It was a sunny day in September. Europe’s heads of state had assembled for the digital summit in Tallinn. French President Emmanuel Macron took advantage of a free hour to have a look at the old town, an outstandingly well preserved medieval city centre and Unesco world heritage site. Macron strolled across the town hall square, admired the pastel-coloured façades, pointed gables and slim town hall tower, chatted to the locals and took selfies. There were no signs of any security guards.
"That kind of thing would probably only happen here," says Anu Metsallik, deputy sales manager at Unique Hotels, which has four branches in Tallinn. "Tallinn is small and very safe. It’s easy to contain risks here." The security staff of heads of state also find this, she says, adding that it’s easy to get talking to people: "Almost everyone speaks English as well as Estonian, while many people also speak Russian and Finnish."
The theme of the EU summit, the digitalisation of Europe, was also typical of Tallinn, the city where Hotmail and Skype were developed. The basic right to free internet access is stipulated in the country’s constitution. The government has been paperless since 2000; parliament votes with a click of a mouse, while the public follows debates live on the internet. In the former fishermen’s quarter Kalamaja – right behind the city wall – start-ups and hipster cafés are burgeoning, providing further evidence that fortress-like medieval buildings and a fresh innovative spirit are not mutually incompatible.
Super-fast internet, even deep in the forest
"Tallinn is THE city for IT," says Kay Peter Bischoff. The hotelier has lived in Estonia since 2002 and ran the five-star Schlössle and St. Petersbourg hotels in Tallinn before opening the boutique hotel The Regent at the end of March. "Estonia has systematically invested in the future since the beginning. Today we have super-fast internet here, even deep in the heart of the forest." Almost eighty per cent of Estonia’s 1.3 million inhabitants use the net for nearly everything in life: to find a recipe, buy a bus ticket, set up a company or submit their tax return.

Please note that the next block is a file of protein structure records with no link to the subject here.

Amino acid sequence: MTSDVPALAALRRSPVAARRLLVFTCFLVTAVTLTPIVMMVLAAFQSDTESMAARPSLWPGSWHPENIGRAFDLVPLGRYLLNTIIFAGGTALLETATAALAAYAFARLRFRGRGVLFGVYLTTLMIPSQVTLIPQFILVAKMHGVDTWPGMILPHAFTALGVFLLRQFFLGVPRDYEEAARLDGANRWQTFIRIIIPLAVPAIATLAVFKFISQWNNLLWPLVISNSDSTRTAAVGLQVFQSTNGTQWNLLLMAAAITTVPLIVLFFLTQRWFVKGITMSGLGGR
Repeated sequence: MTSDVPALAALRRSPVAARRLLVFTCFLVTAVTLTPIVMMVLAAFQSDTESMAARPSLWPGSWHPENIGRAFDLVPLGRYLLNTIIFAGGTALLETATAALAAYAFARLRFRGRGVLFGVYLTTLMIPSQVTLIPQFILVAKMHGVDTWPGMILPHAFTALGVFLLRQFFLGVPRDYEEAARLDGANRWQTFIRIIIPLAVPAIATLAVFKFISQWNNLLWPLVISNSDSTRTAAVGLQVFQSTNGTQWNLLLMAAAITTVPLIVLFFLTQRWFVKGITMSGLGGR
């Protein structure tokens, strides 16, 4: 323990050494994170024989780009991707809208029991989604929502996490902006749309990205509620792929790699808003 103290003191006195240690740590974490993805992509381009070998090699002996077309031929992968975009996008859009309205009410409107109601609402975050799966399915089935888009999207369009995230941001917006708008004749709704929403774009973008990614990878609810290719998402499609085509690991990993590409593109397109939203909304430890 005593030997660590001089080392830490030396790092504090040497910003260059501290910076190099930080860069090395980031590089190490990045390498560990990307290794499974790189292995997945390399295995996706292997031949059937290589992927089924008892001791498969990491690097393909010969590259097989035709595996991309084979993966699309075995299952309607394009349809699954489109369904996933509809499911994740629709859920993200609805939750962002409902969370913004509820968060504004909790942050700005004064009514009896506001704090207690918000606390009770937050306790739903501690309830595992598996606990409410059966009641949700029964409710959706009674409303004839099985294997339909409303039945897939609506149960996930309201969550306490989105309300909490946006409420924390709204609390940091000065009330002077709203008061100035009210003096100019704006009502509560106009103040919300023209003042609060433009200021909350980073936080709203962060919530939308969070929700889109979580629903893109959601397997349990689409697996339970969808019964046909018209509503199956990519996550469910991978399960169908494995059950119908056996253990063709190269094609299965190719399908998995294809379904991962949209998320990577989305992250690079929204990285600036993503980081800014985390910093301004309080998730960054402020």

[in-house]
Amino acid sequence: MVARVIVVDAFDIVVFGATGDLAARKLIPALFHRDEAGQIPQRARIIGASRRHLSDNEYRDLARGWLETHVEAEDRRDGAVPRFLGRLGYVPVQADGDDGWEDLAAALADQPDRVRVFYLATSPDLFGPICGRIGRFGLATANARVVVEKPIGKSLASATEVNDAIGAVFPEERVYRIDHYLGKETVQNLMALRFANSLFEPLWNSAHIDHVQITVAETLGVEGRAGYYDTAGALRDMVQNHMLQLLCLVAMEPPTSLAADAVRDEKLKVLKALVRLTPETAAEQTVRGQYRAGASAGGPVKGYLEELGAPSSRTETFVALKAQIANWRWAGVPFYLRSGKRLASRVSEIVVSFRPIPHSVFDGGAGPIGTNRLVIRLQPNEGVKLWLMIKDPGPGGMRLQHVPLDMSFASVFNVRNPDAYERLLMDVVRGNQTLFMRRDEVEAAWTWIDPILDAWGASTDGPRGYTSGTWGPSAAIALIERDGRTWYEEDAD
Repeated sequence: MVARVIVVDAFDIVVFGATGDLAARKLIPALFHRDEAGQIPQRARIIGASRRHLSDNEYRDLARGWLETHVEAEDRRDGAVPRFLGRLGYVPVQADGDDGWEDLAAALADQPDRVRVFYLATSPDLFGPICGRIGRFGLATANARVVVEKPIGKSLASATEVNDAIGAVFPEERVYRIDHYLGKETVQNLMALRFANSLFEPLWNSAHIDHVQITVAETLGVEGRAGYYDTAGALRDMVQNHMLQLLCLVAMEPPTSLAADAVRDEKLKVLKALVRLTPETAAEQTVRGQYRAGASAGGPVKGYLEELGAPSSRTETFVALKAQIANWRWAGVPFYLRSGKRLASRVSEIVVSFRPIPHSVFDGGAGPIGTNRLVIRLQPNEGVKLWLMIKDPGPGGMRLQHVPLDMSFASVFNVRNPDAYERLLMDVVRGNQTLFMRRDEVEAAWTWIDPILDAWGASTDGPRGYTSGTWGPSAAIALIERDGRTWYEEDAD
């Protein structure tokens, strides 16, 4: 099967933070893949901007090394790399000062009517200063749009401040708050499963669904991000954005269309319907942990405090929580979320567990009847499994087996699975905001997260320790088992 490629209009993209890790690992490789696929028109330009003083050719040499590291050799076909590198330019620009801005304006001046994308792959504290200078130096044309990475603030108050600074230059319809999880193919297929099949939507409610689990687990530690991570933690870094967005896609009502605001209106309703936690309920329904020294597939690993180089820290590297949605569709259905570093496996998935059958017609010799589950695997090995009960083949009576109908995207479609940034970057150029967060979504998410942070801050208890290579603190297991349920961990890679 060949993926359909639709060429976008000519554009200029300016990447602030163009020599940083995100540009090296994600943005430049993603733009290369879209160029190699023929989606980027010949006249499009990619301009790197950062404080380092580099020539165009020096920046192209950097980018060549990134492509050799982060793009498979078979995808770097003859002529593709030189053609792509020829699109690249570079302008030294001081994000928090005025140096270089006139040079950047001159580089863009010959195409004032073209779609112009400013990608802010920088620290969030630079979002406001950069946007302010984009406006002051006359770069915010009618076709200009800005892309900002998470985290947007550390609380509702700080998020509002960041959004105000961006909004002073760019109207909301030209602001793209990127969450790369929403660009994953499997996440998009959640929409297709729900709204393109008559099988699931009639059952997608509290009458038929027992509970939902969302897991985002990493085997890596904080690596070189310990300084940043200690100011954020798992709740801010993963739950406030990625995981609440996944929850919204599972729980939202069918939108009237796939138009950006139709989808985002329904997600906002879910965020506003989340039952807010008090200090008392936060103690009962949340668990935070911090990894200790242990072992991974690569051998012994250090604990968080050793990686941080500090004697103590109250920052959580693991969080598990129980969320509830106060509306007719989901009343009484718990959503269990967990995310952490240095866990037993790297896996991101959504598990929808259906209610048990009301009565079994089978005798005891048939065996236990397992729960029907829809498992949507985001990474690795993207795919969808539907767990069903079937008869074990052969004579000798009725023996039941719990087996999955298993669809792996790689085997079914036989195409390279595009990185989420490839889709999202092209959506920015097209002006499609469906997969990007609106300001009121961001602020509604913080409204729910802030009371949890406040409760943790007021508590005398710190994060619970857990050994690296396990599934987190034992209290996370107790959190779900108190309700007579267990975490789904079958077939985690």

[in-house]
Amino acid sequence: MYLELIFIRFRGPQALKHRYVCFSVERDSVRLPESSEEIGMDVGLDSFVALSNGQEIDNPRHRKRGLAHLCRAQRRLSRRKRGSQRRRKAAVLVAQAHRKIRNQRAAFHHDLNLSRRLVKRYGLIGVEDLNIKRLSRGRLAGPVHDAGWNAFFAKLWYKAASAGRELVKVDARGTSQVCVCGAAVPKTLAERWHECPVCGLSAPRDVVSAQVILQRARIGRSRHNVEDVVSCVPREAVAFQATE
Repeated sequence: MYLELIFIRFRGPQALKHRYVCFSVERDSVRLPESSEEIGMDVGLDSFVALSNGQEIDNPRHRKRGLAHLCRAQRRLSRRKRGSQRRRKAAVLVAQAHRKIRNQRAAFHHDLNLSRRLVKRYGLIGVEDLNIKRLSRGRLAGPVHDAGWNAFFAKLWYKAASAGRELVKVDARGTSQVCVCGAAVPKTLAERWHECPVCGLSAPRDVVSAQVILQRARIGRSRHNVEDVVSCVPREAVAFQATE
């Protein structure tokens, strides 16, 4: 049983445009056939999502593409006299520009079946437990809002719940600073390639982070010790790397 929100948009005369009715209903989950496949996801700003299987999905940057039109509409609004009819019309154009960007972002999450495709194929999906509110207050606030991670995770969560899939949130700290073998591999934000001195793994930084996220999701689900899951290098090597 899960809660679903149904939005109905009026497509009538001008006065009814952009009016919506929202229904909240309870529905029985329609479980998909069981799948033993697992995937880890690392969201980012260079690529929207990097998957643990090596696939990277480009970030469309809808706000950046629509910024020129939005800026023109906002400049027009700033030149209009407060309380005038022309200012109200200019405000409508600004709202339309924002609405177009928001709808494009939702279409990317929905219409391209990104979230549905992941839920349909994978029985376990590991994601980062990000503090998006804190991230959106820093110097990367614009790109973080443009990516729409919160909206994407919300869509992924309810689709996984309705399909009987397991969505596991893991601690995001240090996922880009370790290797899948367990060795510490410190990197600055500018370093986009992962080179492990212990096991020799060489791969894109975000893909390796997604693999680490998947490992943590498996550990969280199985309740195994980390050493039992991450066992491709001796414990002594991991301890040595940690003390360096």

"It wouldn’t even occur to us to go to an office and sign something," says Kaarel Korjus, Leisure Manager at Unique Hotels, describing the practical realities of life in the digital republic. "Instead we do everything online, with our ID card and an access code." Lightning-fast fibre optic cables take care of the rest.
"Estonia has systematically invested in IT infrastructure since the beginning."
Adapting quickly to new situations is in Estonia’s DNA to some extent. This ability allowed the small country to survive centuries of foreign rule without losing its identity. Most recently, it withstood enforced membership of the Soviet Union, which ended only when it attained independence peacefully in 1991. The country and its capital, which has a population of 430,000, have been living in the fast lane since then. Estonia joined the EU and NATO in 2004. The young country was regarded as a Baltic tiger in economic terms even then, and recovered quickly from the crisis of 2008. NATO’s "Centre of Excellence for Cyber Defence" was established in Tallinn in the same year. Since then, Estonia has constantly expanded its pioneering position in the fields of IT and cybersecurity.
Stated goal: to become a leading destination for international events
Digital themes naturally also dominate the events calendar, from the first international Blockchain and Bitcoin Conference in March to the International Conference on Cyber Conflict (ICCC) in June and the Tallinn Software Conference (TTSC) next January. Medical specialists also meet here often; in June, for example, there will be an international conference on the Zika virus.